What do you picture when you think of Boston? The Independence Trail, or Faneuil Hall maybe? Perhaps a visit to Harvard, or maybe the Sam Adams Brewery? Unsurprisingly for a city so rich in historical importance there are many hidden treasures rich for exploration, even for someone who has visited on many occasions. Here are a few options for the discerning visitor…
There are a huge number of these mini treks through the lovely streets, hosted by companies such as WalkBoston and Freetoursbyfoot. Initially designed to inspire people to eschew public transport for using their own two feet, these walks have included titles such as Boston Chinatown Tour and the Historic Tavern and Boston Bar Tour, through to “Cambridge street for Foodies with Rep Tim Toomey” and “A Far-out suburb Walk in Walpole.” Yes, these might be bespoke tours, but it’s always worth seeing what’s going on, and many of these sites have their own maps for download.
Museums – Good and Bad
Harvard and MIT are world-renowned; Boston Children’s museum and the Isabella Stewart Gardner Museum are more niche; but to appreciate the good we also must be aware of the bad, and nowhere does things worse than The Museum of Bad Art – ‘art too bad to be ignored’. The website describes it as ‘the work of talented artists that have gone awry to works of exuberant, although crude, execution by artists barely in control of the brush. What they all have in common is a special quality that sets them apart in one way or another from the merely incompetent’.
Up on the Roof
For a short distraction from the hubbub of America’s 23rd biggest city, take a journey up to the Cambridge Center Roof Garden which gives fantastic views. Find Kendall Square and take it from there – apparently Google even hosts secret parties there sometimes…
On the Waterfront
Boston’s waterfront is beautiful and brash – keep an eye out for gigantic yachts of entrepreneurs such as John Henry. If you don’t actually want to hit the waves, then a stroll along the front will take up a day (a Segway tour, perfect for beginners, will take three hours) while exploration of the Boston Harbour Islands will take you to Georges or Spectacle Island. Then you’ll move on to smaller treats such as the scenic Bumpkin Island, once home of American Indians and polio patients, and enjoy hiking and biking in Peddocks Island.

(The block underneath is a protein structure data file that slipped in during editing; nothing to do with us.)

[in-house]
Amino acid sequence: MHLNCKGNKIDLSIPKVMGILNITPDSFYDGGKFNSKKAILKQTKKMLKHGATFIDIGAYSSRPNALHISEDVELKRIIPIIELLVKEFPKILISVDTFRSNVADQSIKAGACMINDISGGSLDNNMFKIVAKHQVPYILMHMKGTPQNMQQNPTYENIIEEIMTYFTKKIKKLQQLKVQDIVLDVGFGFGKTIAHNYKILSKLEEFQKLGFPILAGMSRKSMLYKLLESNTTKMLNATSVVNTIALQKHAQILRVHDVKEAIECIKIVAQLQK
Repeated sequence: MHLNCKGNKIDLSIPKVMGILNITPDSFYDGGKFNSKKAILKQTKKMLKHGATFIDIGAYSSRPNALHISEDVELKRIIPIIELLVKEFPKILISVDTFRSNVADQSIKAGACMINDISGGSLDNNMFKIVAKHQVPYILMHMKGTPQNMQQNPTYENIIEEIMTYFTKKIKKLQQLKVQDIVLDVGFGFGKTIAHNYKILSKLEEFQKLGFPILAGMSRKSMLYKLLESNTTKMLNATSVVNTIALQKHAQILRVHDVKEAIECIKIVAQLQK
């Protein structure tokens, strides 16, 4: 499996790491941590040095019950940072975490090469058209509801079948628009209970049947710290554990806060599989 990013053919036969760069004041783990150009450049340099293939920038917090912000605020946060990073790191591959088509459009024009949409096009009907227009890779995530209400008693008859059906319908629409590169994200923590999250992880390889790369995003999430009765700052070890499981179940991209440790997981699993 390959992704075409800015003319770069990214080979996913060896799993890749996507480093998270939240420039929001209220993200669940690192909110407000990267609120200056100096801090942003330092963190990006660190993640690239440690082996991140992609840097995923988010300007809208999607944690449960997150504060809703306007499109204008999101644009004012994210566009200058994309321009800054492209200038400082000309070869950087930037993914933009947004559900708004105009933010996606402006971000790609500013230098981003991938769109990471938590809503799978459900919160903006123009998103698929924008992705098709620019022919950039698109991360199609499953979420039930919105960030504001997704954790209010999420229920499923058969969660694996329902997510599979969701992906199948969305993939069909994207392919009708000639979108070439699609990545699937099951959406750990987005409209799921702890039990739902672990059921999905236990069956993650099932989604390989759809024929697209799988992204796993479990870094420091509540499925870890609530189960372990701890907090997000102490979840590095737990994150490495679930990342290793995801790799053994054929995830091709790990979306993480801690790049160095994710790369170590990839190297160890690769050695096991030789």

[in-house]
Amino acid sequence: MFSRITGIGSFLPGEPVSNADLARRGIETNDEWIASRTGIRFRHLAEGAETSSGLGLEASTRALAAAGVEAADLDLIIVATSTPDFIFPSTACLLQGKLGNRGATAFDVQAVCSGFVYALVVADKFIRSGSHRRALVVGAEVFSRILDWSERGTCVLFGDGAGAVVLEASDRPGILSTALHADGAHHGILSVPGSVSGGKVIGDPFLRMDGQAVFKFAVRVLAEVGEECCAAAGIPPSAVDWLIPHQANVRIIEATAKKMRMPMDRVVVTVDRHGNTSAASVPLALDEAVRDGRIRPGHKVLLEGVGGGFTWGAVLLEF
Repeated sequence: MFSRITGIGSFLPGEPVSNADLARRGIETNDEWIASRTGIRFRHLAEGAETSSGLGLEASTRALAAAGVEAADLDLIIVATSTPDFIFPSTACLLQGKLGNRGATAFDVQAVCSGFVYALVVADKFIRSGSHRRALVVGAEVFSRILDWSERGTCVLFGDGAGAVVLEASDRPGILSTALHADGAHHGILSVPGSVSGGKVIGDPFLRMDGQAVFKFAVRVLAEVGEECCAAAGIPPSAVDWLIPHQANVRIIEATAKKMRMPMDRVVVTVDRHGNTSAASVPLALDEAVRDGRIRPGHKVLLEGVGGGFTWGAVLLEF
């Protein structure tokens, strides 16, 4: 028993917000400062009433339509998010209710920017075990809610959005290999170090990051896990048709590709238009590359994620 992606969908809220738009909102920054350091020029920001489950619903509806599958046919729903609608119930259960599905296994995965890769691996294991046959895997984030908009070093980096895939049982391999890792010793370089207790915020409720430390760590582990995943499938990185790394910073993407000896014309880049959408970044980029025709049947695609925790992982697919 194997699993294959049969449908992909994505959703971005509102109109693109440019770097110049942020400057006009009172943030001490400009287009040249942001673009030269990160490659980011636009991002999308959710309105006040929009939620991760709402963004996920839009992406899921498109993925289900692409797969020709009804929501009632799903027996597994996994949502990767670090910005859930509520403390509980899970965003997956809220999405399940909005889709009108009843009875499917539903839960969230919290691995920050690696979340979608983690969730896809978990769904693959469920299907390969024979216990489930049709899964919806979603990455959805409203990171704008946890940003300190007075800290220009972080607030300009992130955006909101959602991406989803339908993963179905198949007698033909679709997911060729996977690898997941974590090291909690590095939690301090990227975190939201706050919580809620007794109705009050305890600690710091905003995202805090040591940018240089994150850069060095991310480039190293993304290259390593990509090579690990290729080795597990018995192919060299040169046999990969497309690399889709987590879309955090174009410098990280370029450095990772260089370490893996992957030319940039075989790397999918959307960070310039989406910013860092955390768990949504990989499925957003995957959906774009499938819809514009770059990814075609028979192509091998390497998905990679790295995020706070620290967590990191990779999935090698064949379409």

Rent a Car and Visit New England
To the north is Salem and Manchester-by-the-Sea – somebody should make a film about that place – and from there, Maine, the White Mountain National Forest and even Canada. To the south are Rhode Island and Cape Cod. Boston might not be renowned for ease of driving, but in reality on a good day one can be out and free within 45 minutes. If this is something you fancy doing, book yourself a hotel in Greater Boston so you’re close enough to the center but also able to drive out of the city easily.
There’s also a host of lovely, smaller towns with character such as Concord – home of Sleepy Hollow. This year 2017 sees the anniversary of the bicentenary of the birth of thinker and writer Henry David Thoreau, with a series of special exhibitions, workshops and gallery talks at Concord museum. Another option is Quincy and Tony’s Clam Shop; top of the list in TripAdvisor, but if clams don’t take your fancy why not go for lobster, scallop, or even some of the middle eastern specialties?
Brattle Brook Shop
Established in 1825, Brattle Brook Shop is a treasure trove of antiquities and the unusual; there are two floors of more ‘normal’, generalized books and a third floor of rarities and curiosities. You can also take a look at some of the books on market stalls outside, in one of the more pleasant parts of the city in West Street. Current proprietor Ken Gloss – part of the Gloss family that has run the store since 1949 – appraises books and libraries for Harvard, Boston University, Boston College, Northeastern, Simmons, Suffolk, Tufts, Babson, Fletcher School of Law and Diplomacy, the FBI and others.
Sound like reason enough to visit Boston this year? See you there.